Harrison: You should check it out because I was just interested one day. I might have heard an interview with you where you were talking about your experience with Taoism and I'd just read a book on Sufi alchemy by Ibn Arabi after and while we interviewed an Ibn Arabi scholar, Stephen Hirtenstein. So I found this book and checked it out and found out that the publisher is Golden Elixir Press and I believe the guy that runs that is Fabrizio Pregadio and he's got a whole bunch of book on his website that he has published, translations of old Chinese alchemical texts, very interesting stuff. This is the only one I've checked out but it was one of the only modern books that was more appealing to me as an introduction into the topic as opposed to getting into the obscure poetry of the Chinese alchemical masters where they speak essentially in code as Mu mentions but without explaining what it actually refers to.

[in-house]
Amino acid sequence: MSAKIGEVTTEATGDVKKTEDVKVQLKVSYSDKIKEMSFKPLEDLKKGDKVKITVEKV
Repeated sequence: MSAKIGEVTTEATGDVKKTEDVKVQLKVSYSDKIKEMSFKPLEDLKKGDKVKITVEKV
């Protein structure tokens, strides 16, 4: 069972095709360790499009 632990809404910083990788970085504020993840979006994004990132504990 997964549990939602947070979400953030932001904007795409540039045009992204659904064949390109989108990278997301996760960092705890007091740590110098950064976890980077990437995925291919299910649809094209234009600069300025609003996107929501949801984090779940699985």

So this is the one to start out with. So on those three barriers, as I pointed out, he talks about them. There's one paragraph that really gets into the barriers. They're mentioned all over the place but describing that in this circulation of energies that you will encounter barriers and you have to approach this one in this manner and this one in the manner of an ox with a lot of force and this one in the manner of blowing air on fire or something like that, so this one gently and this one strongly. He leaves it at that.

In your book where you talk about these things you meld the energetic aspect with the Gurdjieff psychological aspect which I thought was really interesting. So you talk about these barriers. Could you talk a bit about those three barriers, or one or two or any of them, just to give an idea of what these barriers are and how you relate them to the Taoist practices?